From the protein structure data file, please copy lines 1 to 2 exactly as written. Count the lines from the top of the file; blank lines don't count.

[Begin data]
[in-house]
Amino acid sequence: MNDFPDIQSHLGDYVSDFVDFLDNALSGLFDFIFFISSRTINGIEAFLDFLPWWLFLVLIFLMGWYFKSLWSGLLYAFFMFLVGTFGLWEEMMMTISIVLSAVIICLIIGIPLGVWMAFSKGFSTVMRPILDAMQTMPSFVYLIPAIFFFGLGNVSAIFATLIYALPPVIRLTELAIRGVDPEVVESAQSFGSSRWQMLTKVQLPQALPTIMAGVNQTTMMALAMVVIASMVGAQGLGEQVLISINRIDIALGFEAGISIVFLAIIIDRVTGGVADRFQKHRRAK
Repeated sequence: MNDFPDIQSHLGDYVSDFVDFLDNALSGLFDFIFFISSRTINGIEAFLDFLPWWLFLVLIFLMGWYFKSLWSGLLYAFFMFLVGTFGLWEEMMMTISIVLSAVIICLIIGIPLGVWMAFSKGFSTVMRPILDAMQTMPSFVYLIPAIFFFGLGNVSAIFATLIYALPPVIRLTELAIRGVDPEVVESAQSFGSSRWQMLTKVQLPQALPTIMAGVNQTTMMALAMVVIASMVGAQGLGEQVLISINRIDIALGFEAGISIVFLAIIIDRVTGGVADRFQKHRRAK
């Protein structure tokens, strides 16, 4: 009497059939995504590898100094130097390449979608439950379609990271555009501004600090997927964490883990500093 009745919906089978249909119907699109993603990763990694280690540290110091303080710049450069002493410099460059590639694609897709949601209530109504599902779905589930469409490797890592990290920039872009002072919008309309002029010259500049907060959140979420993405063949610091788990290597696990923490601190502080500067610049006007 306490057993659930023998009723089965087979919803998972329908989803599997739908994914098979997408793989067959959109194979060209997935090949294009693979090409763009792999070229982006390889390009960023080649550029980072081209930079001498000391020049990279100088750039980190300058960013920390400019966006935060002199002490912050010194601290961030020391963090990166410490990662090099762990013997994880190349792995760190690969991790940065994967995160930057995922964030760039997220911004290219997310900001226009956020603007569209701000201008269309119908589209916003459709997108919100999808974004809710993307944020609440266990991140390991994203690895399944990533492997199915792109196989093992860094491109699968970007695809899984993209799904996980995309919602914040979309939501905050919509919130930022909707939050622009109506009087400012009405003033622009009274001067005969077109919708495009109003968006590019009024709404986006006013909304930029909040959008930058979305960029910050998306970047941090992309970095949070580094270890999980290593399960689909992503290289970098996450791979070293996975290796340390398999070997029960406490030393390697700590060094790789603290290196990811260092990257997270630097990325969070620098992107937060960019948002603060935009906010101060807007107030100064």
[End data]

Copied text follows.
[in-house]
Amino acid sequence: MNDFPDIQSHLGDYVSDFVDFLDNALSGLFDFIFFISSRTINGIEAFLDFLPWWLFLVLIFLMGWYFKSLWSGLLYAFFMFLVGTFGLWEEMMMTISIVLSAVIICLIIGIPLGVWMAFSKGFSTVMRPILDAMQTMPSFVYLIPAIFFFGLGNVSAIFATLIYALPPVIRLTELAIRGVDPEVVESAQSFGSSRWQMLTKVQLPQALPTIMAGVNQTTMMALAMVVIASMVGAQGLGEQVLISINRIDIALGFEAGISIVFLAIIIDRVTGGVADRFQKHRRAK